Standing backstage, Becca McCoy started to sing. It was the 13-year-old’s call back audition for St. Pete High’s 1993 spring production of Fiddler on the Roof. She was terrified, particularly of the drama teacher who stood there listening with a severe look on his face.

But this time, she hit all the notes.

“Ah well, there we go,” Murray Mintz said when she finished, sounding bemused. “Wasn’t sure if you could sing on key.”

Mr. Mintz cast McCoy in the prime role of Golde, and she spent the next four years loving and hating the drama teacher who never lowered his expectations or spared his students’ feelings.

Mr. Mintz died on Feb. 6 of a heart attack. He was 79.

He grew up in New York and subbed his way into an English and drama position at Orchard Park High School in a Buffalo suburb in 1968. In 1987, he came to St. Pete High.

McCoy often clashed with her drama teacher in her four years at St. Pete. She wasn’t owed anything, he’d tell her. She had to work for what she wanted.

Former social studies teacher Susan Cooper remembers Mr. Mintz telling his students: “You are a dime a dozen. If you can’t get this right and learn your lines, I’ll find somebody else who can do it.”

But for McCoy, now a professional actor, his standards were worth meeting and his approval worth winning.

Mr. Mintz’ colleagues got to see a different side of him, even if it was still brutally honest.

“He loved those kids,” said Cooper, who helped chaperone the trip to the state drama festival each year.

A photo of Murray Mintz, looking serious, in the 1994-95 drama club scrapbook.
A photo of Murray Mintz, looking serious, in the 1994-95 drama club scrapbook.

Mr. Mintz retired in 2001, and Michael Vasallo, who had been a student in the drama program at Gibbs High School in the 1990s, stepped into the role. He remembered the intimidating teacher, but he found a veteran who encouraged the then-23-year-old to find his own style and nudged him into leadership roles.

“Some of us called him ‘Pops,’ ” said Randall Delone Adkison, an actor and president of the Florida Association for Theatre Education, also known as FATE. Mr. Mintz served as executive director starting in 2002. “He didn’t necessarily like that moniker, but for many of us, he was like a father figure.”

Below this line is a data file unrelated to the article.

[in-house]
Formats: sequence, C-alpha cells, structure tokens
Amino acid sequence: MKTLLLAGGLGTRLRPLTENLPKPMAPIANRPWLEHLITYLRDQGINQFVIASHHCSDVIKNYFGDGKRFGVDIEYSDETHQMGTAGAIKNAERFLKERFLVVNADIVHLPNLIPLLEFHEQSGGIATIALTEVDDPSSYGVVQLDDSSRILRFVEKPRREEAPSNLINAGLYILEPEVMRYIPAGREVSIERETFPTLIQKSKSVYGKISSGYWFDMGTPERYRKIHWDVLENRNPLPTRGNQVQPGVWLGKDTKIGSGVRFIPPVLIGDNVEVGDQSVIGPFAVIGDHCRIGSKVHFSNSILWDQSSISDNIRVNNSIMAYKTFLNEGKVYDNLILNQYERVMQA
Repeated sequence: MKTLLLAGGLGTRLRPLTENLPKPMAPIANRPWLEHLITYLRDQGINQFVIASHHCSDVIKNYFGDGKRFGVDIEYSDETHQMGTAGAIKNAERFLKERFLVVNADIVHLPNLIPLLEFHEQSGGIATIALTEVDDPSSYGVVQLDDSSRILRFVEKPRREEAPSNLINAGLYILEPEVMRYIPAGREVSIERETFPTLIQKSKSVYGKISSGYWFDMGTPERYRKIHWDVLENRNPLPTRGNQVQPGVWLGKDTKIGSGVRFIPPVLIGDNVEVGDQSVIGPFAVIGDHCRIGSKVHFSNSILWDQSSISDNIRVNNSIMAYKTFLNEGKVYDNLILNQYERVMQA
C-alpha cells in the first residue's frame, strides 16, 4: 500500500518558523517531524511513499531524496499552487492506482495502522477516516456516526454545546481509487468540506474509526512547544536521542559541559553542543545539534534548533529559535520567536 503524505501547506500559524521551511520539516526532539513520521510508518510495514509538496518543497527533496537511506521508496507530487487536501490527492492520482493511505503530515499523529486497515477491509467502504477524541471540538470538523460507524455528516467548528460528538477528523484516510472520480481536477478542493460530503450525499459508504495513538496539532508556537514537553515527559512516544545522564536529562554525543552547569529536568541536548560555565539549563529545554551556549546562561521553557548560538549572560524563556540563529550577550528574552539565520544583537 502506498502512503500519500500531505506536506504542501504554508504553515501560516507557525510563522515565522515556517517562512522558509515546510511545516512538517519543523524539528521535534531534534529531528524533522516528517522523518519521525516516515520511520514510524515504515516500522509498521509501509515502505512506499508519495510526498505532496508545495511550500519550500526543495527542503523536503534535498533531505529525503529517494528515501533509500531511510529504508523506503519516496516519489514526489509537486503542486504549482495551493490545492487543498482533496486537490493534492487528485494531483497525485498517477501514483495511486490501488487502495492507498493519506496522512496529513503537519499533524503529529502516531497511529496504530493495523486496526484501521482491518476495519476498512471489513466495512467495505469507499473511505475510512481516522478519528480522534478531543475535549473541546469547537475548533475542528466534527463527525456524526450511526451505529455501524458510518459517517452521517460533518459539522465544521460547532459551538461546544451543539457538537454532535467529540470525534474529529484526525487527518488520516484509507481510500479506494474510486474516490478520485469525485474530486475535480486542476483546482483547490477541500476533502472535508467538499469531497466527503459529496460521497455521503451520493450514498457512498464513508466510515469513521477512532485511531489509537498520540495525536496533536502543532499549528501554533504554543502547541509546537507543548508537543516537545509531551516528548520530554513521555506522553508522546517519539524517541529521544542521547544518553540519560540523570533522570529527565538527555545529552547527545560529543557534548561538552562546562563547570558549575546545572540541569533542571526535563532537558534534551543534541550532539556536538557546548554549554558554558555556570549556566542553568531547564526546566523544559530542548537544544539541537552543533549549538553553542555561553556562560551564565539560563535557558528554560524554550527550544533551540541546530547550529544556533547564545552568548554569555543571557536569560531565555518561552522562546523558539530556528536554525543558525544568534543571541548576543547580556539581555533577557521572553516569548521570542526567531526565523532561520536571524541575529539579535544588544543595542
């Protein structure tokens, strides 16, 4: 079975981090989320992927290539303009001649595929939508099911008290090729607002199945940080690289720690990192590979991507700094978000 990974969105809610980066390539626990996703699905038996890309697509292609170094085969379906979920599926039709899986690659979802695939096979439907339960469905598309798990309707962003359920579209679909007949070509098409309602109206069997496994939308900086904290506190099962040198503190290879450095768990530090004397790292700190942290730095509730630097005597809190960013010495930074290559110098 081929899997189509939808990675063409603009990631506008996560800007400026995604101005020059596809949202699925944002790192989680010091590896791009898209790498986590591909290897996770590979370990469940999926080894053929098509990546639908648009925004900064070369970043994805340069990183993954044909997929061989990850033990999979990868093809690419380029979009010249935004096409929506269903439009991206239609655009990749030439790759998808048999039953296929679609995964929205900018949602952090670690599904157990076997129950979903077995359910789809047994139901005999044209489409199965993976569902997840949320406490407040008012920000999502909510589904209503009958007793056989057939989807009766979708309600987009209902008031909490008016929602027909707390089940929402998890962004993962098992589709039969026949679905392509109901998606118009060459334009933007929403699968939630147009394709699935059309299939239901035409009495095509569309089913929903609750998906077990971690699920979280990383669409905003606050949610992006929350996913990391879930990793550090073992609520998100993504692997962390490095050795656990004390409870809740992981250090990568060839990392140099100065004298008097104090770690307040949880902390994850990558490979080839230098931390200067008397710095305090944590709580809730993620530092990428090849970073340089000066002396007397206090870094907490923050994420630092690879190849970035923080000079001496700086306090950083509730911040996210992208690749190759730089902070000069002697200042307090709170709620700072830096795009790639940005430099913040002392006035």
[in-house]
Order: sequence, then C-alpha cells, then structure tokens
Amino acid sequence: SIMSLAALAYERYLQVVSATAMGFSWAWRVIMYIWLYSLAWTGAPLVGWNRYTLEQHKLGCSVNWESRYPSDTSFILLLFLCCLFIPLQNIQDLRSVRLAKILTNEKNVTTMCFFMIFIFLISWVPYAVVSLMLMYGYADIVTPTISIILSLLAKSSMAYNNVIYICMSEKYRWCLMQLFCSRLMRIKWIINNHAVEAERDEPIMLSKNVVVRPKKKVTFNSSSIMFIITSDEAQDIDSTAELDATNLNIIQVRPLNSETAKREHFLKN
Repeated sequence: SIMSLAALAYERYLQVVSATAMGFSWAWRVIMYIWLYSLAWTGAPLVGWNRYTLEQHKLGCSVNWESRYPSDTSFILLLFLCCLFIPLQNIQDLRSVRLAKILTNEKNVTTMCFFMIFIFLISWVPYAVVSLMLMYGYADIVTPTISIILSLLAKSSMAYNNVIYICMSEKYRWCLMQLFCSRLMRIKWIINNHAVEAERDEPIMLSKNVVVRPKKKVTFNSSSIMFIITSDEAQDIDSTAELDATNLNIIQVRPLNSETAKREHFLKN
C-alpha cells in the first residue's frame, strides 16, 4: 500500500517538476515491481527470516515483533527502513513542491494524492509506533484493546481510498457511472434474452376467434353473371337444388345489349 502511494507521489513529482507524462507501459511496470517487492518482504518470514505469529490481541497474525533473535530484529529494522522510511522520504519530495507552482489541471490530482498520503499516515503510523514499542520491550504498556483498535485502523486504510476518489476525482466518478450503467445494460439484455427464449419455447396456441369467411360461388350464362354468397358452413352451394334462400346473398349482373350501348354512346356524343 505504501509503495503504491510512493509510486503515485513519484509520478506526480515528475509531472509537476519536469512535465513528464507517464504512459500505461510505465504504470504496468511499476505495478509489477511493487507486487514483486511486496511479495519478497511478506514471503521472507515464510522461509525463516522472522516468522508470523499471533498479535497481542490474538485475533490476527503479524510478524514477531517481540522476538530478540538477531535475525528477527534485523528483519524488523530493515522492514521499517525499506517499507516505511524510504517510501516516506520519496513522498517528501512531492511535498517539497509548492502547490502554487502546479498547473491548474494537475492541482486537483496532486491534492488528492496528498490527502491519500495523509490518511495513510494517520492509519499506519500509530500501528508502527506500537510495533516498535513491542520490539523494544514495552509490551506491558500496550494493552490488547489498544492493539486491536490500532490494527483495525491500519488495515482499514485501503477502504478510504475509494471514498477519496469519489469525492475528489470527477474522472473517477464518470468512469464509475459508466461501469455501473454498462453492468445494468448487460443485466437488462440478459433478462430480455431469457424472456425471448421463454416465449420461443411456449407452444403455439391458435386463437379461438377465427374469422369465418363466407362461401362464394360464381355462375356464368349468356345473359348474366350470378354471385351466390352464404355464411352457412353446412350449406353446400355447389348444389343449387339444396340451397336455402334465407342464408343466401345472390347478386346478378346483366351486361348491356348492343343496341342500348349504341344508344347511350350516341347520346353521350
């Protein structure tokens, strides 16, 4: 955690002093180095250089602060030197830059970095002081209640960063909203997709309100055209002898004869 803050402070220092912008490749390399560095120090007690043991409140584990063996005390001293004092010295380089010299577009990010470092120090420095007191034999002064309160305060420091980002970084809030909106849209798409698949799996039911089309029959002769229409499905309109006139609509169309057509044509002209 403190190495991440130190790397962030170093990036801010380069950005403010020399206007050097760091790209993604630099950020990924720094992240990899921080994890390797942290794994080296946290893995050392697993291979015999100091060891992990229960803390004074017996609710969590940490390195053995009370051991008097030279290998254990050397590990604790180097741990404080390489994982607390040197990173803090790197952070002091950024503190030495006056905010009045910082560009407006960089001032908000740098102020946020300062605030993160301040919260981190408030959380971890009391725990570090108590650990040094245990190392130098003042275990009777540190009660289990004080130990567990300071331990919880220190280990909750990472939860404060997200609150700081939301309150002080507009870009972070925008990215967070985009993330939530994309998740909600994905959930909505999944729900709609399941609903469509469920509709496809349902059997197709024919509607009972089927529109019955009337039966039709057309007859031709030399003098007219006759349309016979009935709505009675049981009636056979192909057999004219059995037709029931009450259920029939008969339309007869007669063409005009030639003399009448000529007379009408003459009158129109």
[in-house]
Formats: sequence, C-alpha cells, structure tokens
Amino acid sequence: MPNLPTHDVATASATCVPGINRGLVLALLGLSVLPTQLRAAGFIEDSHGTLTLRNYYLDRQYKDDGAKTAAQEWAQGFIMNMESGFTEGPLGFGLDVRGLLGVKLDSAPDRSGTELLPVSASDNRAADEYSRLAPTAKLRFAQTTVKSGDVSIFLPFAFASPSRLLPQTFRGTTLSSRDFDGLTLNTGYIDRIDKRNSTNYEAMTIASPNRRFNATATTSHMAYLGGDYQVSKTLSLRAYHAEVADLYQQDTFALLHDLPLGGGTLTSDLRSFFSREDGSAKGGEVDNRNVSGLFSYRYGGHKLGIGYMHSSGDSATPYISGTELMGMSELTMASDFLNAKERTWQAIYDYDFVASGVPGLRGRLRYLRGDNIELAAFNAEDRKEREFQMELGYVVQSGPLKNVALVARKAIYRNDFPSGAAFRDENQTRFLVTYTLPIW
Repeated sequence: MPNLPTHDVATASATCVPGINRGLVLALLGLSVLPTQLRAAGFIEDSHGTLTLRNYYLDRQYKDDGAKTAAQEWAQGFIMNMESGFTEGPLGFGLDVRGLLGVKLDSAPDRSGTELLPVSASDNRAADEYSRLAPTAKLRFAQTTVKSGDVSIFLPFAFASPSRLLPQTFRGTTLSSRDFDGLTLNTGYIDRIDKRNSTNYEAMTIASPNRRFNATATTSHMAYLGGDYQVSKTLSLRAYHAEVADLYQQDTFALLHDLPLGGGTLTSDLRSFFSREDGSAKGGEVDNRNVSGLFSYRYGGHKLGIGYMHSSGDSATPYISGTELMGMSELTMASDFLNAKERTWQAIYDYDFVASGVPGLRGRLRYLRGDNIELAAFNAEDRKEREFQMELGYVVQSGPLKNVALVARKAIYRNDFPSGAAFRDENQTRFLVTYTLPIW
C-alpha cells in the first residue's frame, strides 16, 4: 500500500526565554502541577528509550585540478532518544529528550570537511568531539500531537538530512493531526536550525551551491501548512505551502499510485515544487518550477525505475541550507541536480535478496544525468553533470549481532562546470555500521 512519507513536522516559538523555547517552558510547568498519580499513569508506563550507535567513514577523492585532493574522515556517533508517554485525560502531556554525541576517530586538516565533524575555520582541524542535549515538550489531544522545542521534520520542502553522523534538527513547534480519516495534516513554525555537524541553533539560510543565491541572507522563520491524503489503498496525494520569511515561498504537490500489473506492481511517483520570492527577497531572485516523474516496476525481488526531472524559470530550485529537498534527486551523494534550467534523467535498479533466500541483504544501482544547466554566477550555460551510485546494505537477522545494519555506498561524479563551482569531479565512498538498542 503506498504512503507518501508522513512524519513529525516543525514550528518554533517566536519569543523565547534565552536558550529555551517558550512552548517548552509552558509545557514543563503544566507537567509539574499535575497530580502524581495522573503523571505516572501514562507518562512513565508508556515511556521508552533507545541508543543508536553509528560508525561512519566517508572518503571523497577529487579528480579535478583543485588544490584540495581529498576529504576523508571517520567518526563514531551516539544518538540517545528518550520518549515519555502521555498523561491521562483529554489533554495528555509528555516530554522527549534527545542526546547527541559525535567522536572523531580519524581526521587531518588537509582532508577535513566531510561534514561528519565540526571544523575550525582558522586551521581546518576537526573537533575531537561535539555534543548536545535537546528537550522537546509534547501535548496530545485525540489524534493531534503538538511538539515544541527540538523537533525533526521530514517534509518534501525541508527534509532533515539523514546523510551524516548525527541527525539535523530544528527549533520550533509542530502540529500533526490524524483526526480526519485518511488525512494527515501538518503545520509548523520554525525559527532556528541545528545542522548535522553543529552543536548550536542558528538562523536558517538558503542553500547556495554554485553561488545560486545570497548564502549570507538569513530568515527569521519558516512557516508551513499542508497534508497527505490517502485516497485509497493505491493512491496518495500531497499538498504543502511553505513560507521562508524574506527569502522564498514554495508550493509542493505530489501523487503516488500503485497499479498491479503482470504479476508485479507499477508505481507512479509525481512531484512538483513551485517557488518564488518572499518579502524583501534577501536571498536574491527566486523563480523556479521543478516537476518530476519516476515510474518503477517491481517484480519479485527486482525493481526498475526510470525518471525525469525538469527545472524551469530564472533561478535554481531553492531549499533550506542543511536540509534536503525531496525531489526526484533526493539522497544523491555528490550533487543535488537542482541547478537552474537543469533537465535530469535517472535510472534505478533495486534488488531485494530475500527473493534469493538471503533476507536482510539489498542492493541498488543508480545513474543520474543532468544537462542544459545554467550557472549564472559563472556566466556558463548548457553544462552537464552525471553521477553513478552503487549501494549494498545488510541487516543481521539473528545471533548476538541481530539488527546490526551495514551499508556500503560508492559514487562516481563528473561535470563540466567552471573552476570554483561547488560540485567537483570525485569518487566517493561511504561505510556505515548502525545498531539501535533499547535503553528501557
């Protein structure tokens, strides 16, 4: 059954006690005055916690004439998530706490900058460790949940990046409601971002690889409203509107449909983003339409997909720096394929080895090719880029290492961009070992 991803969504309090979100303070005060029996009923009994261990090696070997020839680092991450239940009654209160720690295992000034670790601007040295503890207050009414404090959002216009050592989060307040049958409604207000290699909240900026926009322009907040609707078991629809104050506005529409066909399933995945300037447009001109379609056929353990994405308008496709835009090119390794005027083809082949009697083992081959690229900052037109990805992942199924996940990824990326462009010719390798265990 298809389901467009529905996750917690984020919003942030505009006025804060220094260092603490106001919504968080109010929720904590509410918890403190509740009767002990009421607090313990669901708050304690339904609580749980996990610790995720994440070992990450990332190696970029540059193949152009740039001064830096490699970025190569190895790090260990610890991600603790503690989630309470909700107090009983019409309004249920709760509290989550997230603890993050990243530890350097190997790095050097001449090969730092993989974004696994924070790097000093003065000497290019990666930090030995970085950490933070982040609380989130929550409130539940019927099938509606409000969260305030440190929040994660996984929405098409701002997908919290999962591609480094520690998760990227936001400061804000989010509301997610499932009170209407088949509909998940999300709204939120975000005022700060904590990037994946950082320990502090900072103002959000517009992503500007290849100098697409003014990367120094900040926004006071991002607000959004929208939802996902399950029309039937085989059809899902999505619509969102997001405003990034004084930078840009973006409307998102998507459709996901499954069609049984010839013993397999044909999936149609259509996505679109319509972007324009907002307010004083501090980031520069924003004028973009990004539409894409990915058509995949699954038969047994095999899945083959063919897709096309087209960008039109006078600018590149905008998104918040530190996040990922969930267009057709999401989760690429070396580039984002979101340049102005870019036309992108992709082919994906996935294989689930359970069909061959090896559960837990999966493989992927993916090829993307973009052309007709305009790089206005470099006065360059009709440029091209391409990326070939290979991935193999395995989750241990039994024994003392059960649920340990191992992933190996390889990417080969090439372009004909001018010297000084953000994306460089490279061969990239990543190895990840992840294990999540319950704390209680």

Mr. Mintz didn’t like recognition, either. (He probably wouldn’t think much of this story.) But his work with FATE helped teachers and students across the state. Florida is now held up nationwide as an example of what drama programs can be, said Vasallo, now principal at Dunedin Middle School.

The lesson Mr. Mintz taught his colleagues was the same one he taught his students – things worth having are worth working hard for.

After she graduated, McCoy often looked out into the audience and saw her former drama teacher there. Once, he came backstage with a gift.

For the past 20 years, before a show, McCoy has set up her dressing station with a photo of her and her daughter, trinkets from her career and a small medallion.

It’s St. Genesius – the patron saint of actors – from Mr. Mintz, a man who quietly shined for many people in the best supporting role.

Senior news researcher Caryn Baird contributed to this report. Want to know more about Mr. Mintz? Head over to Instagram and @werememberthem and see how his former school is planning to honor him. Know someone who has recently died whom we should write about? Send suggestions to Kristen Hare at [email protected].